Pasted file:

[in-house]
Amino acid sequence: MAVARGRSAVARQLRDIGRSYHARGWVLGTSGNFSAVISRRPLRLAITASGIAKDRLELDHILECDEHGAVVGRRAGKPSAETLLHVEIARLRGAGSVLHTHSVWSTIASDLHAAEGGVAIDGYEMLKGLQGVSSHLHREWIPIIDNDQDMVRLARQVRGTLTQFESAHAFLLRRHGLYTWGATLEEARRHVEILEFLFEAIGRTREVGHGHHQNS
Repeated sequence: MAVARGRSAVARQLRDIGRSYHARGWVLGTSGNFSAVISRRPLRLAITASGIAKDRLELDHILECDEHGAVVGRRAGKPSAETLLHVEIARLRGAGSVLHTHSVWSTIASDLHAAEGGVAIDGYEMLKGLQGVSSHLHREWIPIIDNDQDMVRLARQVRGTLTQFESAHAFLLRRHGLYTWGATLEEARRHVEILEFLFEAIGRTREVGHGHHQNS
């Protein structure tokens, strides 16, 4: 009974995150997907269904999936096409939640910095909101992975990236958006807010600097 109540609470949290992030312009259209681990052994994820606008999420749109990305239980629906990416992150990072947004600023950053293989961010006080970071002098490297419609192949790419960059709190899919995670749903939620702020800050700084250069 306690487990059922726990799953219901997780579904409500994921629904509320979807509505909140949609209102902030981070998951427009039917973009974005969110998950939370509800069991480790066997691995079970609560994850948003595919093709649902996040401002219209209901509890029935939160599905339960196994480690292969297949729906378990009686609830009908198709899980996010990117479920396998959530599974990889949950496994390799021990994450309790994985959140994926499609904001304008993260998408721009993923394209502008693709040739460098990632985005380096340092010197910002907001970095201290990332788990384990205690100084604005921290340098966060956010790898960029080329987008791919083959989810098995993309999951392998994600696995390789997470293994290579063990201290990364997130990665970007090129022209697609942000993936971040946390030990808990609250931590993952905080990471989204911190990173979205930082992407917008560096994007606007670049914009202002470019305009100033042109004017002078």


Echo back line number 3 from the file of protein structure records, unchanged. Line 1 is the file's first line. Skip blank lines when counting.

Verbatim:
Repeated sequence: MAVARGRSAVARQLRDIGRSYHARGWVLGTSGNFSAVISRRPLRLAITASGIAKDRLELDHILECDEHGAVVGRRAGKPSAETLLHVEIARLRGAGSVLHTHSVWSTIASDLHAAEGGVAIDGYEMLKGLQGVSSHLHREWIPIIDNDQDMVRLARQVRGTLTQFESAHAFLLRRHGLYTWGATLEEARRHVEILEFLFEAIGRTREVGHGHHQNS